A terminal OP7 shown in FIG. 12 is connected with the terminal OP7 of the microcomputer 1 and is rendered to be in a high level state when the exposure control operation is initiated as hereinbefore described and, when this terminal OP7 is rendered to be in the high level state, an AND circuit AN20 is brought into an active state. Also, the high level signal from the terminal OP7 is delayed by a delay circuit DL1, after which it is applied to inverted reset terminals RE of respective T flip-flop TF1 and D flip-flop DF1, to release the flip-flops TF1 and DF1 from being reset and to bring them in an operative state. Accordingly, at this moment, Q outputs of the flip-flops TF1 and DF1 are in a low level state and a Q outputs thereof are in a high level state. The terminal INT is connected with an output of the AND circuit AN10, shown in FIG. 10, and during the exposure mode this terminal INT is in a high level state until the flash firing is effected provided that the charging has been completed, and in a low level state for 2.5 msec. and in a high level state for 1 msec. when the X contact has been closed, and in a low level state thereafter. Accordingly, at the moment the output from the delay circuit DL1 shown in FIG. 12, is brought into a high level state, an output from an AND circuit AN21 is in a low level state, an output of an inverter IN10 is in a high level state, an output from an NAND circuit NA3 is in a high level state, and an output from an NAND circuit NA4 is in a low level state, and transistors Tr11 and Tr14 are in a conductive state. Accordingly, a non-inverting input terminal of a comparator AC1 is in a level determined by a resistor R20 and a constant current source CI1, the resistance of the resistor R20 and the current of the constant current source CI1 being so selected that a potential of a level 70% of a proper exposure level can appear at the non-inverting input terminal of the comparator AC1.

Starting from the case not under the bounced flash photography mode, the light control operation will be described. When the flash firing is effected, the output of the AND circuit AN20 is rendered to be in a low level state and an output of the NAND circuit NA4 is rendered to be in a high level state with transistor Tr14 brought into a non-conductive state, and the collector current of the transistor TR10 is integrated by the capacitor C11. In this case, since a signal of (SV-0.5) is outputted from the D/A converter 51, the output from the comparator ACI is inverted into a high level state when the following condition is established. ##EQU3## Upon the inversion of the output from the comparator AC1 into the high level state, the one-shot circuit OS10 generates a high level pulse which is applied to the external flash device 19 through the OR circuit OR2, shown in FIG. 8, or to the built-in flash device 18 through the the OR circuit OR5 following the AND circuit AN11 or AN12 to interrupt the flash firing. The equation (6) becomes; ##EQU4## and, therefore, the flash firing continues until the proper exposure is attained.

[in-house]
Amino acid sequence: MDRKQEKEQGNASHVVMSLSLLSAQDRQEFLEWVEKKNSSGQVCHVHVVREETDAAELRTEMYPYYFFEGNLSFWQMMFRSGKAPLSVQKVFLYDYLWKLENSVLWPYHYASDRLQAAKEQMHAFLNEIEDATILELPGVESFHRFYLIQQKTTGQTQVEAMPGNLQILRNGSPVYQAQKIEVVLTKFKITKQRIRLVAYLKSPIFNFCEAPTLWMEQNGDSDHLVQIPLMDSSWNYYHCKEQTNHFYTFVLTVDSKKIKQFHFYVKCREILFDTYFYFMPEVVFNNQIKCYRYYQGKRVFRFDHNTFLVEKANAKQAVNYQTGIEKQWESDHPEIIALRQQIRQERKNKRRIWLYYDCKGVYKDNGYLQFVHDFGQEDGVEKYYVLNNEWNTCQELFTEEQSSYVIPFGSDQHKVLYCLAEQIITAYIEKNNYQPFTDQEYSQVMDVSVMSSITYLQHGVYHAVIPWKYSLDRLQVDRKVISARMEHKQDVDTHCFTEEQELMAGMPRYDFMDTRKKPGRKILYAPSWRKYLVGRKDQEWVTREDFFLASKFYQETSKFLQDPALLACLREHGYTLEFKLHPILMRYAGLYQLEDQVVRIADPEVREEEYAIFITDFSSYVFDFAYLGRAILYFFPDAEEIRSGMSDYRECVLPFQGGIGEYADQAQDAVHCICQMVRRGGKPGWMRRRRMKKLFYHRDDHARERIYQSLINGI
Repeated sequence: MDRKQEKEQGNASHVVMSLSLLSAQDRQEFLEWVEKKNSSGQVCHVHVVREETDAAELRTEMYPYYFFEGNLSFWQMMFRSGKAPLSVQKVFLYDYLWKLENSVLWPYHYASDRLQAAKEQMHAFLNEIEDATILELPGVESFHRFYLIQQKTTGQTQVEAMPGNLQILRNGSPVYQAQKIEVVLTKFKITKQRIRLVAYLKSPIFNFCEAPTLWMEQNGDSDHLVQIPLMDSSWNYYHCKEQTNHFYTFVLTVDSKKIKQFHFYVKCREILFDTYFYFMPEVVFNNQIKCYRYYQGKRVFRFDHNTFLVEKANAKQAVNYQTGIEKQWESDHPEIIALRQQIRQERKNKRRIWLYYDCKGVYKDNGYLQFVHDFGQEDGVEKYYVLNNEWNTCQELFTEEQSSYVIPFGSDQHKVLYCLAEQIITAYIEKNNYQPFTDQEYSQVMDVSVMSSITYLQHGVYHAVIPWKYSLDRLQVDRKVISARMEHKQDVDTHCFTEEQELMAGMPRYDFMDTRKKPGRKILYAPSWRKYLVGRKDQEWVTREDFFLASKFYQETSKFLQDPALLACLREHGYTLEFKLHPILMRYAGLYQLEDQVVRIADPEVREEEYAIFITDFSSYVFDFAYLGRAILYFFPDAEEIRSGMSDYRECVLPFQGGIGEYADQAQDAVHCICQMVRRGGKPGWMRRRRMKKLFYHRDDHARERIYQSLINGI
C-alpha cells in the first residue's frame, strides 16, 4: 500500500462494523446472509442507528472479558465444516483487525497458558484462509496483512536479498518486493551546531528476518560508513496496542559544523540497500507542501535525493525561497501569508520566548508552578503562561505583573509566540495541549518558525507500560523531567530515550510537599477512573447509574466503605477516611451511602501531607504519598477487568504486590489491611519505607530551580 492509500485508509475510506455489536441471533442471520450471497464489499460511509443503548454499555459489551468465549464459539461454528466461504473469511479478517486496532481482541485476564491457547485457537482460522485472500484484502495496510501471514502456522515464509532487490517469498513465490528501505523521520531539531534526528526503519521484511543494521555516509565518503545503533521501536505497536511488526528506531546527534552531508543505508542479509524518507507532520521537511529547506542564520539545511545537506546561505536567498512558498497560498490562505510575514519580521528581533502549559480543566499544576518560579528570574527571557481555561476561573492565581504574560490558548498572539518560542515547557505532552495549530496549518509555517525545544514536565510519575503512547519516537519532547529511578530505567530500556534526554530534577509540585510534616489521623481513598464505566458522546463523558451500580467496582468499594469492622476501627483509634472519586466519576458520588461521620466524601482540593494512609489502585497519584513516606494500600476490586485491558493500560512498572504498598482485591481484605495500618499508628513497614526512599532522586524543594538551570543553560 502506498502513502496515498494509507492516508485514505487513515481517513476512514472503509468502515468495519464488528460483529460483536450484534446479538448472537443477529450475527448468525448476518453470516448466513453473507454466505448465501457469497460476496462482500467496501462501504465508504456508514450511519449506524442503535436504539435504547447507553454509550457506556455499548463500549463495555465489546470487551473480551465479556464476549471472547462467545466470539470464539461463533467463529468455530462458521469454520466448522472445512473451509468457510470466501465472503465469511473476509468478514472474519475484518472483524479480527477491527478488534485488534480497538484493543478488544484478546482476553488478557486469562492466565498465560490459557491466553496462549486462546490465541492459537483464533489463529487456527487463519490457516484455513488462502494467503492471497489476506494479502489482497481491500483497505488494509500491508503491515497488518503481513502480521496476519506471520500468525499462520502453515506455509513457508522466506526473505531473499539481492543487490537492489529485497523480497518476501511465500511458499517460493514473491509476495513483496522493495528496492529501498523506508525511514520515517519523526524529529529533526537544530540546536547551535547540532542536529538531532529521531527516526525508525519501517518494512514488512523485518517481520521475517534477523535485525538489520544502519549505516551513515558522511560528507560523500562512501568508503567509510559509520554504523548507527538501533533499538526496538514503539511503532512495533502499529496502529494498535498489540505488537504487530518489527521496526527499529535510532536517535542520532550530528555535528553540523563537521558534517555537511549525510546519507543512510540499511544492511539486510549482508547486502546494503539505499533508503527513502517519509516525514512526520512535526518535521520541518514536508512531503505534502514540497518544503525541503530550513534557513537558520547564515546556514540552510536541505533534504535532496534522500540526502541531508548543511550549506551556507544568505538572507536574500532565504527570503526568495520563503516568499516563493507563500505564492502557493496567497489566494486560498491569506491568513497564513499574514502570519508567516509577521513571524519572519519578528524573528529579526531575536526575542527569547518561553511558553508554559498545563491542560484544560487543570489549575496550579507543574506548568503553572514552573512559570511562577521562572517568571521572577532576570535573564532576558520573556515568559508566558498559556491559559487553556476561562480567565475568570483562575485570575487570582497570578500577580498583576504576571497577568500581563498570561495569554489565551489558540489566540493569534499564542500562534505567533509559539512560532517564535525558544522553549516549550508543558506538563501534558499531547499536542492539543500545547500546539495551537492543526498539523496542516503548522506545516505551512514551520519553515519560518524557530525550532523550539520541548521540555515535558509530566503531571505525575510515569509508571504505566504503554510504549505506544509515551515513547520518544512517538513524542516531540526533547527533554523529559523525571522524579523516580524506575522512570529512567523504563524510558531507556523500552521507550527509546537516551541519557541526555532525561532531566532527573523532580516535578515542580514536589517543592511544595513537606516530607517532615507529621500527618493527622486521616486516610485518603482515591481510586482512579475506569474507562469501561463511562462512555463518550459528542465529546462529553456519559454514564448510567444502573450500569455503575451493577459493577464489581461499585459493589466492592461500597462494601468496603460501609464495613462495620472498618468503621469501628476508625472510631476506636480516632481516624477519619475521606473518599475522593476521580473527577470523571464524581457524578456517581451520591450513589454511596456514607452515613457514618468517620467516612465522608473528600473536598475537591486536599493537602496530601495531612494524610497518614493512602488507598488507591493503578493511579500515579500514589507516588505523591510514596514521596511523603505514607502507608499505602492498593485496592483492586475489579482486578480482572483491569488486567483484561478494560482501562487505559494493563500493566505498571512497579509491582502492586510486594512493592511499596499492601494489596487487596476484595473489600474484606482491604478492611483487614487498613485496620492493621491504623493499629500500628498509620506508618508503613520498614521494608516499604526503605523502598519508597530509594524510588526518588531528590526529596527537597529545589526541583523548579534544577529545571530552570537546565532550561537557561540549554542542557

Under the bounced flash photography mode, the firing operation of one flash is carried out in a manner similar to that described hereinabove. However, at this time a signal of SV is outputted from the D/A converter 51 and, accordingly, it will become; ##EQU5## and the flash amount ∫2Qv dt attains 70% of the proper exposure amount. When the terminal INT sets up from the low level state to the high level state after the lapse of 2.5 msec., the flip-flop TF1 inverts its output with the Q and Q outputs rendered to be in high and low level states, respectively, if the flash amount of one flash has attained 70% of the proper exposure. At this time, a flip-flop DF1 receives an output from a comparator AC1 and generates a high level signal and a low level signal from a Q output terminal Q and a Q output terminal, respectively, if the flash amount of one flash has attained 70% of the proper exposure. If the flash amount of one flash has not yet attained 70% of the proper exposure, the output from the comparator AC1 remains in the low level state and, therefore, the Q and Q outputs of the D flip-flop DF1 remain in the low and high level states, respectively. However, if the flash amount of one flash has attained 70 % of the proper exposure, the output of the NAND circuit NA3 remains in the high level state and, therefore, the output of the NAND circuit NA4 is rendered to be in a low level state after a predetermined time determined by the delay circuit SL3 subsequent to the timing at which the terminal INT is brought into a high level state, thereby to switch the transistor Tr14 on to permit the capacitor C11 to discharge its integrated charge. On the other hand, unless the flash amount of one flash attains 70% of the proper exposure, the output of the NAND circuit NA3 is reversed to the low level state. Therefore, even when the output of the delay circuit D13 is reversed into the high level state, the output of the NAND circuit NA4 remains in the high level state, the transistor Tr14 does not conduct, and, therefore, the integrated charge of the capacitor C11 for one flash is retained.